WotC Third party, DNDBeyond and potential bad side effects.

Micah Sweet

Level Up & OSR Enthusiast
IMO. It really shouldn’t be that way though.

But part of that is that digital can be soo easily copied and shared. So as soon as one can freely do what you describe, it’s also available for the whole world.

To accommodate both interests probably need some legal provision mandating that digital works become public domain after so many years regardless of corporate interests.
Such a legal provision would undoubtedly be blocked by said corporate interests.
 

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nevin

Hero
It doesn't take a very long post, because it's both simple in the generality, and complex in the specifics.

As a general rule, we are moving toward a "licensing" economy when it comes to digital. Think of this in terms of car ownership. With the vast majority of digital products (aka, those that we get access to "on the cloud" or "through a service" or purchase "in a game" or whatever), we are, in effect, leasing a car. We are paying to use the vehicle. We don't own the vehicle.

It's complex, because different licensing will have different rules, different expectations, and different enforcement mechanisms. But when people keep talking about companies making money off of "services," that's what they're talking about. Getting people to pay a little money, regularly, to access stuff. You don't get to own the Audi/BMW/Lexus, but you get to drive one for a while.

This approach, as we've seen, necessarily gives more control to the entities that own the marketplace. To switch for a second- Amazon is able to control who gets to be on Amazon. They get a cut of the products that other people sell. They know the analytics for other products. They also get to leverage their control to make their own products better able to compete. Finally, they can extract further money simply by manipulating the marketplace- which products get shown first, which products get returned in searches, etc.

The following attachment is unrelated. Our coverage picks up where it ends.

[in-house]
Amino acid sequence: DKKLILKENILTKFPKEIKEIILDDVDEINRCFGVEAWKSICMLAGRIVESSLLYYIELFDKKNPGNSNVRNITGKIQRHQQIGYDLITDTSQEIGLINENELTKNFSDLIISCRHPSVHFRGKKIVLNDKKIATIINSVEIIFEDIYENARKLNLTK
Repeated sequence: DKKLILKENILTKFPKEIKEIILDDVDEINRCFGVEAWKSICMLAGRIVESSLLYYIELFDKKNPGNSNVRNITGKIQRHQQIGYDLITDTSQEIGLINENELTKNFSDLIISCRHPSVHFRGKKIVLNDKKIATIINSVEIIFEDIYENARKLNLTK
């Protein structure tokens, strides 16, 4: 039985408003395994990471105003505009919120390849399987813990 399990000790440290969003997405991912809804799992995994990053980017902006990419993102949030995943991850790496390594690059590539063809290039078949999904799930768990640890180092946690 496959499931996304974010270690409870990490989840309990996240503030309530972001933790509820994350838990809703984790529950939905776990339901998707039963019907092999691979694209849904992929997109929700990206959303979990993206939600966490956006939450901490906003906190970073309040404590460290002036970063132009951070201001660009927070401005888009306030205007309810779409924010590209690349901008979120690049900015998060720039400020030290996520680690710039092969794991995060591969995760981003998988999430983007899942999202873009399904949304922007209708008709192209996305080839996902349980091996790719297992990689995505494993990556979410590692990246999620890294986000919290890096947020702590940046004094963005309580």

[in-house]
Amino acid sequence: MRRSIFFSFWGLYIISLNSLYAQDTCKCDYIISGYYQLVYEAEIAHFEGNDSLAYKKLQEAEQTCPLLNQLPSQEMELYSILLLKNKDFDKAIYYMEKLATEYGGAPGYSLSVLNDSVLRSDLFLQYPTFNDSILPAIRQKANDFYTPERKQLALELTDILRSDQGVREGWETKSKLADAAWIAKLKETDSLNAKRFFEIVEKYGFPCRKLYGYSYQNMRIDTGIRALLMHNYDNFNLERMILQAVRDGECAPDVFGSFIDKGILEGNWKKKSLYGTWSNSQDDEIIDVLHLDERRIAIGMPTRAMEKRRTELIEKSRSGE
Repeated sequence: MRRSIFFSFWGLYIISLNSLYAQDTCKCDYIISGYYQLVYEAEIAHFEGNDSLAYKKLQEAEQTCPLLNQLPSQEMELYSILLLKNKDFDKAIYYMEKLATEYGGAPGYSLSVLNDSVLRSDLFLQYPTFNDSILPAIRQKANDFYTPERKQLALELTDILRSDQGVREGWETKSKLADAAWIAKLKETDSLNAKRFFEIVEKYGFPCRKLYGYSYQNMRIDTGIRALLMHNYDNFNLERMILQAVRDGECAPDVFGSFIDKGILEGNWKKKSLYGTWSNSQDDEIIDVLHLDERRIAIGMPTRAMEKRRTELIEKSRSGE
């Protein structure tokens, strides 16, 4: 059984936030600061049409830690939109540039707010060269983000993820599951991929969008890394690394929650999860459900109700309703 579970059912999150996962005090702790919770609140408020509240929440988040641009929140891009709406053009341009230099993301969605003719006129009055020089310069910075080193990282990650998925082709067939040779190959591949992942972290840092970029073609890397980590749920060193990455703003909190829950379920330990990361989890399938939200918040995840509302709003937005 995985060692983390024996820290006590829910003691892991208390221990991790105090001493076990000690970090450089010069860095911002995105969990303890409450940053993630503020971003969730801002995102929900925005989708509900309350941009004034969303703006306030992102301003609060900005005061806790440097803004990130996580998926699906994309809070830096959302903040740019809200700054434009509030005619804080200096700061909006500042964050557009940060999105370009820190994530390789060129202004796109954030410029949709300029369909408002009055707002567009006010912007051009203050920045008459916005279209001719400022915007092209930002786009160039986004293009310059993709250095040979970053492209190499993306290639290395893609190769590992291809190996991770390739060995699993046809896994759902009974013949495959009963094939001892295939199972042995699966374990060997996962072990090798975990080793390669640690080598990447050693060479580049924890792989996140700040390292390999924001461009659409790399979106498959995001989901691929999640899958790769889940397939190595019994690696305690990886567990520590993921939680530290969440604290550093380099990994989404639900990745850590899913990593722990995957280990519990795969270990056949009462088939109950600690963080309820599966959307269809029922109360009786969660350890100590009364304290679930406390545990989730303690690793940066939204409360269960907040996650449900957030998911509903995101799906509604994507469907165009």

or as amazon has been accused of many times, squeeze players that don't accept thier deals out by making sure that thier content rarely get'
s viewed. digital licensing is to take Snarf's analogy even further, like buying the car but the dealer can turn it off permanently because you used it wrong, or it's simply end of life and time for a new one. And since most digital licenses have a clause that they can be modified at any time by the licensee, it gives the licensee a Lot of power to do a lot of bad things.
 



Clint_L

Hero
Oh, yeah, I don't see any chance of legislation specifically aimed at DDB. For one thing, I don't think it remotely approaches normal definitions of monopolistic. For another, it's way too small potatoes. Any challenges will have to be grassroots, but I don't see resistance to DDB getting the same traction as the OGL debacle, for a variety of reasons: many folks basically agree with WotC's position, many folks directly benefit (right now) from the increased value, many see it as a separate issue from the OGL, etc.

A lot of 3PP will have to shift to digital platforms of their own, if they have the resources, or make a deal with existing platforms, if they can. This could rapidly become a survival issue for many small companies.

Speaking for myself, I simply won't buy a new system that doesn't have a digital platform, unless the game system is dead simple, like Dread or something. DDB has spoiled me.
 
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darjr

I crit!
Oh, yeah, I don't see any chance of legislation specifically aimed at DDB. For one thing, I don't think it remotely approaches normal definitions of monopolistic. For another, it's way too small potatoes. Any challenges will have to be grassroots, but I don't see resistance to DDB getting the same traction as the OGL debacle, for a variety of reasons: many folks basically agree with WotC's position, many folks directly benefit (right now) from the increased value, many see it as a separate issue from the OGL, etc.

A lot of 3PP will have to shift to digital platforms of their own, if they have the resources, or make a deal with existing platforms, if they can. This could rapidly become a survival issue for many companies.
I think they meant legislation in general for stuff purchased that you can’t download. Like the Sony videos.
 


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